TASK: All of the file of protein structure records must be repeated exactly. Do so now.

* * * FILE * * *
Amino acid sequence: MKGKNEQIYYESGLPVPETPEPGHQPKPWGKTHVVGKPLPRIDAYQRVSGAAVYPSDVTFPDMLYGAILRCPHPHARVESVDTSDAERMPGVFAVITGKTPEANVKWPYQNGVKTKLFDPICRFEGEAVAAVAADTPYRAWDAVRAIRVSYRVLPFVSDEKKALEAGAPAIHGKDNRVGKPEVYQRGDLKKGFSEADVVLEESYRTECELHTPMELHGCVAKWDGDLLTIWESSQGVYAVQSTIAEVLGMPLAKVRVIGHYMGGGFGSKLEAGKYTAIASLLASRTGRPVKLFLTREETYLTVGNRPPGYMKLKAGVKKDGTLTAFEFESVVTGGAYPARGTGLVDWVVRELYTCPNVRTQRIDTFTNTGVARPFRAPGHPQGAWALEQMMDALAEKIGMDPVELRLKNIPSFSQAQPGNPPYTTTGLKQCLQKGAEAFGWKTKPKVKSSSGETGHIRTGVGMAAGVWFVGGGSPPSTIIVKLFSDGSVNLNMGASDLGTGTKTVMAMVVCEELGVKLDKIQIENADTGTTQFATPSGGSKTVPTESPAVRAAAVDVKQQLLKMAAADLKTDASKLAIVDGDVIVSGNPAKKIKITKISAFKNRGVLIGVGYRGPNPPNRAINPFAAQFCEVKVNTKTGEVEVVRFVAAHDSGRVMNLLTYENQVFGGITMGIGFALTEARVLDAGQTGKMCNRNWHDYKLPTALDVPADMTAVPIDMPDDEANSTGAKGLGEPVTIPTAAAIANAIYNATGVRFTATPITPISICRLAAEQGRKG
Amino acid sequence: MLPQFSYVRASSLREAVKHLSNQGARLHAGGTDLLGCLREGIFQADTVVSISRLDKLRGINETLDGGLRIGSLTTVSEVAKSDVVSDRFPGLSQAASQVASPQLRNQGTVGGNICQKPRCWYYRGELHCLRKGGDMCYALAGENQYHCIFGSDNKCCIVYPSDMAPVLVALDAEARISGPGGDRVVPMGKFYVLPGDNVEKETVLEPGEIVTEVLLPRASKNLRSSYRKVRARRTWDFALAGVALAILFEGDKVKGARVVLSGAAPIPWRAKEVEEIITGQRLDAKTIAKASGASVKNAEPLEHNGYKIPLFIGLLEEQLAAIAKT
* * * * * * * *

Amino acid sequence: MKGKNEQIYYESGLPVPETPEPGHQPKPWGKTHVVGKPLPRIDAYQRVSGAAVYPSDVTFPDMLYGAILRCPHPHARVESVDTSDAERMPGVFAVITGKTPEANVKWPYQNGVKTKLFDPICRFEGEAVAAVAADTPYRAWDAVRAIRVSYRVLPFVSDEKKALEAGAPAIHGKDNRVGKPEVYQRGDLKKGFSEADVVLEESYRTECELHTPMELHGCVAKWDGDLLTIWESSQGVYAVQSTIAEVLGMPLAKVRVIGHYMGGGFGSKLEAGKYTAIASLLASRTGRPVKLFLTREETYLTVGNRPPGYMKLKAGVKKDGTLTAFEFESVVTGGAYPARGTGLVDWVVRELYTCPNVRTQRIDTFTNTGVARPFRAPGHPQGAWALEQMMDALAEKIGMDPVELRLKNIPSFSQAQPGNPPYTTTGLKQCLQKGAEAFGWKTKPKVKSSSGETGHIRTGVGMAAGVWFVGGGSPPSTIIVKLFSDGSVNLNMGASDLGTGTKTVMAMVVCEELGVKLDKIQIENADTGTTQFATPSGGSKTVPTESPAVRAAAVDVKQQLLKMAAADLKTDASKLAIVDGDVIVSGNPAKKIKITKISAFKNRGVLIGVGYRGPNPPNRAINPFAAQFCEVKVNTKTGEVEVVRFVAAHDSGRVMNLLTYENQVFGGITMGIGFALTEARVLDAGQTGKMCNRNWHDYKLPTALDVPADMTAVPIDMPDDEANSTGAKGLGEPVTIPTAAAIANAIYNATGVRFTATPITPISICRLAAEQGRKG
Amino acid sequence: MLPQFSYVRASSLREAVKHLSNQGARLHAGGTDLLGCLREGIFQADTVVSISRLDKLRGINETLDGGLRIGSLTTVSEVAKSDVVSDRFPGLSQAASQVASPQLRNQGTVGGNICQKPRCWYYRGELHCLRKGGDMCYALAGENQYHCIFGSDNKCCIVYPSDMAPVLVALDAEARISGPGGDRVVPMGKFYVLPGDNVEKETVLEPGEIVTEVLLPRASKNLRSSYRKVRARRTWDFALAGVALAILFEGDKVKGARVVLSGAAPIPWRAKEVEEIITGQRLDAKTIAKASGASVKNAEPLEHNGYKIPLFIGLLEEQLAAIAKT